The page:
Friday, January 19, 2018

Finally, the autumn Blog....

Raining - the sound and smell of it is so beautiful!  Those in the cool rainy temperate zone to the north just won't understand my feelings for this liquid delight!!  My washing's out on the line, sheets dripping. Yippee!!    I have little doubt that the joy I feel is largely reflected emotion from the relief and joy from the plethora of life until now long-suffering in the dry earth.

Even some robust cork-oaks had been toiling at the end of the long summer, a good few dying from stress-related disease, this late summer. The grasses and weeds are growing a lot slower this year, still without really significant rainfall.  Here is the well-area, while the well was being dug, and now.....


Workforce from the Aljezur camara (council)  installed our new footbridge, whose predecessor rotted away and fell last spring.  A good strong bridge, first the foundations,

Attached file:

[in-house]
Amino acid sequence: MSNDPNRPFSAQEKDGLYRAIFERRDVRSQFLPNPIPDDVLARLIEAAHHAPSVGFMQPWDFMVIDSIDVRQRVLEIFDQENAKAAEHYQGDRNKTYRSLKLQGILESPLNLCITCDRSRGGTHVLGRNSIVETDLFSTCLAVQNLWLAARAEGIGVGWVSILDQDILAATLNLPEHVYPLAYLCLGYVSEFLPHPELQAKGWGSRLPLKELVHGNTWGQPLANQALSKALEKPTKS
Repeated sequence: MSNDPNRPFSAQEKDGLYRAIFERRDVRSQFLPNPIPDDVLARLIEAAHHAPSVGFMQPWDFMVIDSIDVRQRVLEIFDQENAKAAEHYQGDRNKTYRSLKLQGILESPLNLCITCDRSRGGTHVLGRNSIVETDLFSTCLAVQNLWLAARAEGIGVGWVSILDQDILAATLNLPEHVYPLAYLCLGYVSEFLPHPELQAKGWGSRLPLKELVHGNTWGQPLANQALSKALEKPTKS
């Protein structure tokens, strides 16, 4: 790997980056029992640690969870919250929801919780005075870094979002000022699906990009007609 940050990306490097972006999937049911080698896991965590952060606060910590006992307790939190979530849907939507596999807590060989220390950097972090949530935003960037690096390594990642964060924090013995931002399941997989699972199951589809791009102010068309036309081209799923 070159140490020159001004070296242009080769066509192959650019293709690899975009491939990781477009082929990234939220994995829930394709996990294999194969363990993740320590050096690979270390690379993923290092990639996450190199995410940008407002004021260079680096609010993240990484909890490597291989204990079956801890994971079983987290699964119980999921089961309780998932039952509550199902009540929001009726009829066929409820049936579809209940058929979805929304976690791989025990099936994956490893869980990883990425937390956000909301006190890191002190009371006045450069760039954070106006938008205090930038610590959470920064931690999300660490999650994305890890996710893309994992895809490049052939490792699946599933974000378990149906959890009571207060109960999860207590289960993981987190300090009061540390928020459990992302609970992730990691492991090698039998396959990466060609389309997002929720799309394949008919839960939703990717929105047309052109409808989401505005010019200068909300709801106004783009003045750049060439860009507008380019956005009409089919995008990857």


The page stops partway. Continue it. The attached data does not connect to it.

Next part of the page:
then the structure itself....



...pretty, eh?

I love winter here. We can DO things! Whereas in summer the ground is impossible to dig and you can't plant anything anyway, now the earth becomes pliable and seeds and trees can be planted and can grow.    The garden is looking vital, with the winter vegetables well on their way.

My volunteer helpers are here, actually good returning friends. Damon and Karen have been here several times and for quite a while on each occasion, and it's great to have them back. And from Geneva, a returning friend from last winter, Daniel (in the middle), until the end of February.  A great trio, and we get on with the things each of us enjoys doing - perfect!  I will show our works and works in progress in the next blog.


Acorns have been in abundance this year from the "Portuguese oak" (Quercus faginaea) after 3 years of scarcity. This variety of oak are rare in this region now, though a century ago they were an important part of the ecosystem.  So I am actively planting them to accompany the already-numerous cork oaks (Quercus suber).  I believe in diversity, and that one of the reasons the cork oaks seem to be struggling these years is that they miss their cousins.  For sure, oaks in general are the most social of trees, and to be isolated is not something they enjoy.